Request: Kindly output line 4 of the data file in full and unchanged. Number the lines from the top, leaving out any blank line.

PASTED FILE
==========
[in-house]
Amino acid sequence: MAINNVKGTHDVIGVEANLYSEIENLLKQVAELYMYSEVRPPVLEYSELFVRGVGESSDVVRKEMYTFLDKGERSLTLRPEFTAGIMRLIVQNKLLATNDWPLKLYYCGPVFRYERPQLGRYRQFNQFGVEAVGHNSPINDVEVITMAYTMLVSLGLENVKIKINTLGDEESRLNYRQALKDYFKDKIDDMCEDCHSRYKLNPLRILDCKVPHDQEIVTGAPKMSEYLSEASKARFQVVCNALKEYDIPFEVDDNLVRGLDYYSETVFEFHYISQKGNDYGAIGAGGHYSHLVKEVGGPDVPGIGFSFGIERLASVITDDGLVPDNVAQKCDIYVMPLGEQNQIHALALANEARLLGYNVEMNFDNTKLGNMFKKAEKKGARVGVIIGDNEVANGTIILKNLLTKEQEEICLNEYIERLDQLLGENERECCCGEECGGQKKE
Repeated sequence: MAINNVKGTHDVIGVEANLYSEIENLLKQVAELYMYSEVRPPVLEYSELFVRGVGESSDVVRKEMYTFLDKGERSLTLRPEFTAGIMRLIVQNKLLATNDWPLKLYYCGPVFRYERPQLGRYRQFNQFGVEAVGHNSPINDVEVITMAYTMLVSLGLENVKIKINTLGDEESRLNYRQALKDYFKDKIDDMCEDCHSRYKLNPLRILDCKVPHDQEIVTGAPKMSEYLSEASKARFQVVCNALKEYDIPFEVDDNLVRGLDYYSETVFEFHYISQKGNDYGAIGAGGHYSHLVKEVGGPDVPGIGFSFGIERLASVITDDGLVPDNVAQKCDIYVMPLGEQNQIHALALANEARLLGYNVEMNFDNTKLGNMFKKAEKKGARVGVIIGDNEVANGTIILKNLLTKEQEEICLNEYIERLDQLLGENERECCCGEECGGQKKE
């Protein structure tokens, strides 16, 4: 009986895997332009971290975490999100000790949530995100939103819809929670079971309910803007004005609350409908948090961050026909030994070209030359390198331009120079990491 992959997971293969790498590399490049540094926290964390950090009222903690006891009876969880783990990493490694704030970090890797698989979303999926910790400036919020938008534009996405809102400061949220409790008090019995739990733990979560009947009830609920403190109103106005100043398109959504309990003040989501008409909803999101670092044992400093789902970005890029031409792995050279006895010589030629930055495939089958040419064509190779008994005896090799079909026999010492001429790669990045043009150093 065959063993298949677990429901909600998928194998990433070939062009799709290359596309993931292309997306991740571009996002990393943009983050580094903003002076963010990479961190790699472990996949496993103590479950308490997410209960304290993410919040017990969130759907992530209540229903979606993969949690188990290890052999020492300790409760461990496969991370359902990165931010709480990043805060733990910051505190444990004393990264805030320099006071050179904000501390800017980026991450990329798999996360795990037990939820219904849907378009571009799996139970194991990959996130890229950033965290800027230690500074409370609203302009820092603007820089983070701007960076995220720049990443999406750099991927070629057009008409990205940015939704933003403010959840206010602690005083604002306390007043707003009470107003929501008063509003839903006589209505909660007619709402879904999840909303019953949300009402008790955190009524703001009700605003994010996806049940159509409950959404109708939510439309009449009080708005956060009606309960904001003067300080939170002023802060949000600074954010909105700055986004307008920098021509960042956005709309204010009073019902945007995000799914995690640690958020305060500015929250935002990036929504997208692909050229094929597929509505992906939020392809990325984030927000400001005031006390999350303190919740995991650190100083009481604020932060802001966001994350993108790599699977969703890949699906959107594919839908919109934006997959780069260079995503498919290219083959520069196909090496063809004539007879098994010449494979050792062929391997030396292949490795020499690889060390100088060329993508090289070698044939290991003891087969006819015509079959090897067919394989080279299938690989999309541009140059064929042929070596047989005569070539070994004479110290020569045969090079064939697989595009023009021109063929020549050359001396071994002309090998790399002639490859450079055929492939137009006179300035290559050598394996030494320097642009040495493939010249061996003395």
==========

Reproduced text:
């Protein structure tokens, strides 16, 4: 009986895997332009971290975490999100000790949530995100939103819809929670079971309910803007004005609350409908948090961050026909030994070209030359390198331009120079990491 992959997971293969790498590399490049540094926290964390950090009222903690006891009876969880783990990493490694704030970090890797698989979303999926910790400036919020938008534009996405809102400061949220409790008090019995739990733990979560009947009830609920403190109103106005100043398109959504309990003040989501008409909803999101670092044992400093789902970005890029031409792995050279006895010589030629930055495939089958040419064509190779008994005896090799079909026999010492001429790669990045043009150093 065959063993298949677990429901909600998928194998990433070939062009799709290359596309993931292309997306991740571009996002990393943009983050580094903003002076963010990479961190790699472990996949496993103590479950308490997410209960304290993410919040017990969130759907992530209540229903979606993969949690188990290890052999020492300790409760461990496969991370359902990165931010709480990043805060733990910051505190444990004393990264805030320099006071050179904000501390800017980026991450990329798999996360795990037990939820219904849907378009571009799996139970194991990959996130890229950033965290800027230690500074409370609203302009820092603007820089983070701007960076995220720049990443999406750099991927070629057009008409990205940015939704933003403010959840206010602690005083604002306390007043707003009470107003929501008063509003839903006589209505909660007619709402879904999840909303019953949300009402008790955190009524703001009700605003994010996806049940159509409950959404109708939510439309009449009080708005956060009606309960904001003067300080939170002023802060949000600074954010909105700055986004307008920098021509960042956005709309204010009073019902945007995000799914995690640690958020305060500015929250935002990036929504997208692909050229094929597929509505992906939020392809990325984030927000400001005031006390999350303190919740995991650190100083009481604020932060802001966001994350993108790599699977969703890949699906959107594919839908919109934006997959780069260079995503498919290219083959520069196909090496063809004539007879098994010449494979050792062929391997030396292949490795020499690889060390100088060329993508090289070698044939290991003891087969006819015509079959090897067919394989080279299938690989999309541009140059064929042929070596047989005569070539070994004479110290020569045969090079064939697989595009023009021109063929020549050359001396071994002309090998790399002639490859450079055929492939137009006179300035290559050598394996030494320097642009040495493939010249061996003395």